Bollinger Motors Reveals Its Electric Truck's Minimalist Interior

The burgeoning company has offered up a glimpse of the interior of its EV, which will debut this summer.

Bollinger Motors

Bollinger Motors released a rendering of the interior for its upcoming electric truck—and based on the image, it's clear the company isn't going for Tesla-like levels of tech and luxury features.

The Bollinger Motors electric truck is intended to be a work vehicle and off-road toy, and the interior reflects that. The dashboard is made up of simple, flat panels, and even features mechanical gauges instead of the digital setups that are all the rage in the rest of the industry. Judging by the thin, upright pillars, outward visibility should be fairly good.

"We want you to look out at nature and not at a huge computer screen in the middle of the dash," a Bollinger blog post said. That's quite a different attitude from other automakers—particularly fellow startups like Faraday Future and Lucid Motors, which view complex tech features as a major selling point.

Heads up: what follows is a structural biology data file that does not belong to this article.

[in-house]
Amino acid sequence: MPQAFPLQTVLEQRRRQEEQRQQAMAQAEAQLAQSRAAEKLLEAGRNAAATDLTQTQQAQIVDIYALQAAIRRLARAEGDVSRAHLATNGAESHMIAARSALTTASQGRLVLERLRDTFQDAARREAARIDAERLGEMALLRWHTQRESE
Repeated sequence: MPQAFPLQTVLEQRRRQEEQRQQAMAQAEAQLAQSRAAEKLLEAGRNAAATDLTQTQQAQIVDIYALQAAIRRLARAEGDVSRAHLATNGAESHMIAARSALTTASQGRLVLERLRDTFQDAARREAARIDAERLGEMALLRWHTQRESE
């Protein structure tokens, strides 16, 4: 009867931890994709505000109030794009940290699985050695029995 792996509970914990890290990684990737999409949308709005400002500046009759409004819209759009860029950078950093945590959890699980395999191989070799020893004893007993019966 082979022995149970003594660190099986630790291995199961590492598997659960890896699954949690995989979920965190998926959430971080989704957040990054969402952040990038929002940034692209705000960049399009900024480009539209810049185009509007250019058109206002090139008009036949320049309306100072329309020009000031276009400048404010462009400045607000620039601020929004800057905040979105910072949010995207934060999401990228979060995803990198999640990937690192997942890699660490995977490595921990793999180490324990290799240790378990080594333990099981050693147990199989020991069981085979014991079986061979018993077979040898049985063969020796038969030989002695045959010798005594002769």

Bollinger is trying to develop a different type of electric vehicle from most other automakers. Instead of a high-tech, high-performance luxury car, it will likely be the first modern electric vehicle to emphasize off-road capability. Bollinger previously said the truck would have better approach, departure, and break-over angles than a current-generation Jeep Wrangler.

But Bollinger isn't the only company building an electric pickup truck. Workhorse unveiled its W-15 electric truck earlier this month. Aimed primarily at fleets, the W-15 actually has an extended-range electric powertrain, with a BMW-sourced three-cylinder engine acting as a generator when the batteries run out of charge.

After years of dropping hints, Elon Musk confirmed plans for a Tesla pickup truck as part of his updated "master plan" for the company, which was released last year. The Tesla pickup will be unveiled in 18 to 24 months, Musk tweeted last month.

Americans buy more pickup trucks than any other type of vehicle, so it makes sense for companies to pursue this market. But trucks place different demands on powertrains than passenger cars, and truck buyers aren't typically the tech-savvy early adopters that are the core contingent of electric-car buyers. Yet for electric power to truly go mainstream, automakers will have to conquer the truck market.